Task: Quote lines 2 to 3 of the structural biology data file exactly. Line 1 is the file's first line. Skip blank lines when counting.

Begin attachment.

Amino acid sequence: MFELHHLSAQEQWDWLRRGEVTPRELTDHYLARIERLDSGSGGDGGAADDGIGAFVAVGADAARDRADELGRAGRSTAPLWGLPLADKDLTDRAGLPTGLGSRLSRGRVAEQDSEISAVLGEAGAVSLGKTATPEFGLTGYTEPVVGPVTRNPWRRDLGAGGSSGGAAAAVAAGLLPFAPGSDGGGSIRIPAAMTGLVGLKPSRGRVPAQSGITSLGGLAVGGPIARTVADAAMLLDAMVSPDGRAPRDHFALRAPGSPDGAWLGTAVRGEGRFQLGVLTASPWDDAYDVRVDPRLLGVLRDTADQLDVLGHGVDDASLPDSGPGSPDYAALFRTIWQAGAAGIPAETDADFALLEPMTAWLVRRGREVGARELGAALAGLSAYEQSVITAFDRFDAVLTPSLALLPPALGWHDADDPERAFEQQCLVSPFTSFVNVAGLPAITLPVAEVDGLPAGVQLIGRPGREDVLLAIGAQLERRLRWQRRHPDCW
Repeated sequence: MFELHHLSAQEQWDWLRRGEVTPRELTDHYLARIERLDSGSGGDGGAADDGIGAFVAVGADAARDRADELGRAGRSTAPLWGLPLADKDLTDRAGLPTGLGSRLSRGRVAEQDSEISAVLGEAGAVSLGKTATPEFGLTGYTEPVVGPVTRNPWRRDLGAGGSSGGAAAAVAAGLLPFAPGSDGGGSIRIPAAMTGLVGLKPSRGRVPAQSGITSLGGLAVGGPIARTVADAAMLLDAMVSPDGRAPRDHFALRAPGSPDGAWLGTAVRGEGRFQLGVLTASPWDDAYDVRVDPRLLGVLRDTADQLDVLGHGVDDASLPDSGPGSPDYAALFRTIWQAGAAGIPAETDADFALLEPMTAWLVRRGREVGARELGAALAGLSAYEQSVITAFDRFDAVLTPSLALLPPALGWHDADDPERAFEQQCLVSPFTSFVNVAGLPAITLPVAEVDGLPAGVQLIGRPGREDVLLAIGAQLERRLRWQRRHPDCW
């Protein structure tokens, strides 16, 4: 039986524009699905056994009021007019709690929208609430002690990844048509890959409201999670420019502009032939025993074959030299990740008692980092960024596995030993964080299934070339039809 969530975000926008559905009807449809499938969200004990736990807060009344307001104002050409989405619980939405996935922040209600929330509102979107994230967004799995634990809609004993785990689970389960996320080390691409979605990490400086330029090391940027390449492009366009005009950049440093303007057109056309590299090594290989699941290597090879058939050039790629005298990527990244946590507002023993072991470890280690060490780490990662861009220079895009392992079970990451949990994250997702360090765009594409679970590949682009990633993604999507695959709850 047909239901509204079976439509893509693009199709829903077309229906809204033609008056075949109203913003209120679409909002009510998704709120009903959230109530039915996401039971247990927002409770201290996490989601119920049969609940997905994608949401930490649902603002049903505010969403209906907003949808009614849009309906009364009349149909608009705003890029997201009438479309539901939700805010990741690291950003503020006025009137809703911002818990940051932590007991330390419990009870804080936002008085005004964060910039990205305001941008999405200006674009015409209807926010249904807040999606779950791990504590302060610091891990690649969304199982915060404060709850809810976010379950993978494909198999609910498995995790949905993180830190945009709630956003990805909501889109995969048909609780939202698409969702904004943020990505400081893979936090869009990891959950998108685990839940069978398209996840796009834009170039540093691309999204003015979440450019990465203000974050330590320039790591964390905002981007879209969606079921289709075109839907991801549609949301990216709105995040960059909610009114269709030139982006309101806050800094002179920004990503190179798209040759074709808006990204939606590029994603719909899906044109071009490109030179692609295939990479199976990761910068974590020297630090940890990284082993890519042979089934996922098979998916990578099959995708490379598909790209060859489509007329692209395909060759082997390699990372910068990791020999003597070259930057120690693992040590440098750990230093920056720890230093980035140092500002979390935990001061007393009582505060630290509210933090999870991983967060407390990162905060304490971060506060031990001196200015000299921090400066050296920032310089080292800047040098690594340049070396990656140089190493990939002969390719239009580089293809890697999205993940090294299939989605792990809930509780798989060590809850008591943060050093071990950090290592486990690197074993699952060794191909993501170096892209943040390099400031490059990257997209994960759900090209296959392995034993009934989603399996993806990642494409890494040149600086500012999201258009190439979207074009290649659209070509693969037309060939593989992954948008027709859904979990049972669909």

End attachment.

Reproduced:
Repeated sequence: MFELHHLSAQEQWDWLRRGEVTPRELTDHYLARIERLDSGSGGDGGAADDGIGAFVAVGADAARDRADELGRAGRSTAPLWGLPLADKDLTDRAGLPTGLGSRLSRGRVAEQDSEISAVLGEAGAVSLGKTATPEFGLTGYTEPVVGPVTRNPWRRDLGAGGSSGGAAAAVAAGLLPFAPGSDGGGSIRIPAAMTGLVGLKPSRGRVPAQSGITSLGGLAVGGPIARTVADAAMLLDAMVSPDGRAPRDHFALRAPGSPDGAWLGTAVRGEGRFQLGVLTASPWDDAYDVRVDPRLLGVLRDTADQLDVLGHGVDDASLPDSGPGSPDYAALFRTIWQAGAAGIPAETDADFALLEPMTAWLVRRGREVGARELGAALAGLSAYEQSVITAFDRFDAVLTPSLALLPPALGWHDADDPERAFEQQCLVSPFTSFVNVAGLPAITLPVAEVDGLPAGVQLIGRPGREDVLLAIGAQLERRLRWQRRHPDCW
């Protein structure tokens, strides 16, 4: 039986524009699905056994009021007019709690929208609430002690990844048509890959409201999670420019502009032939025993074959030299990740008692980092960024596995030993964080299934070339039809 969530975000926008559905009807449809499938969200004990736990807060009344307001104002050409989405619980939405996935922040209600929330509102979107994230967004799995634990809609004993785990689970389960996320080390691409979605990490400086330029090391940027390449492009366009005009950049440093303007057109056309590299090594290989699941290597090879058939050039790629005298990527990244946590507002023993072991470890280690060490780490990662861009220079895009392992079970990451949990994250997702360090765009594409679970590949682009990633993604999507695959709850 047909239901509204079976439509893509693009199709829903077309229906809204033609008056075949109203913003209120679409909002009510998704709120009903959230109530039915996401039971247990927002409770201290996490989601119920049969609940997905994608949401930490649902603002049903505010969403209906907003949808009614849009309906009364009349149909608009705003890029997201009438479309539901939700805010990741690291950003503020006025009137809703911002818990940051932590007991330390419990009870804080936002008085005004964060910039990205305001941008999405200006674009015409209807926010249904807040999606779950791990504590302060610091891990690649969304199982915060404060709850809810976010379950993978494909198999609910498995995790949905993180830190945009709630956003990805909501889109995969048909609780939202698409969702904004943020990505400081893979936090869009990891959950998108685990839940069978398209996840796009834009170039540093691309999204003015979440450019990465203000974050330590320039790591964390905002981007879209969606079921289709075109839907991801549609949301990216709105995040960059909610009114269709030139982006309101806050800094002179920004990503190179798209040759074709808006990204939606590029994603719909899906044109071009490109030179692609295939990479199976990761910068974590020297630090940890990284082993890519042979089934996922098979998916990578099959995708490379598909790209060859489509007329692209395909060759082997390699990372910068990791020999003597070259930057120690693992040590440098750990230093920056720890230093980035140092500002979390935990001061007393009582505060630290509210933090999870991983967060407390990162905060304490971060506060031990001196200015000299921090400066050296920032310089080292800047040098690594340049070396990656140089190493990939002969390719239009580089293809890697999205993940090294299939989605792990809930509780798989060590809850008591943060050093071990950090290592486990690197074993699952060794191909993501170096892209943040390099400031490059990257997209994960759900090209296959392995034993009934989603399996993806990642494409890494040149600086500012999201258009190439979207074009290649659209070509693969037309060939593989992954948008027709859904979990049972669909």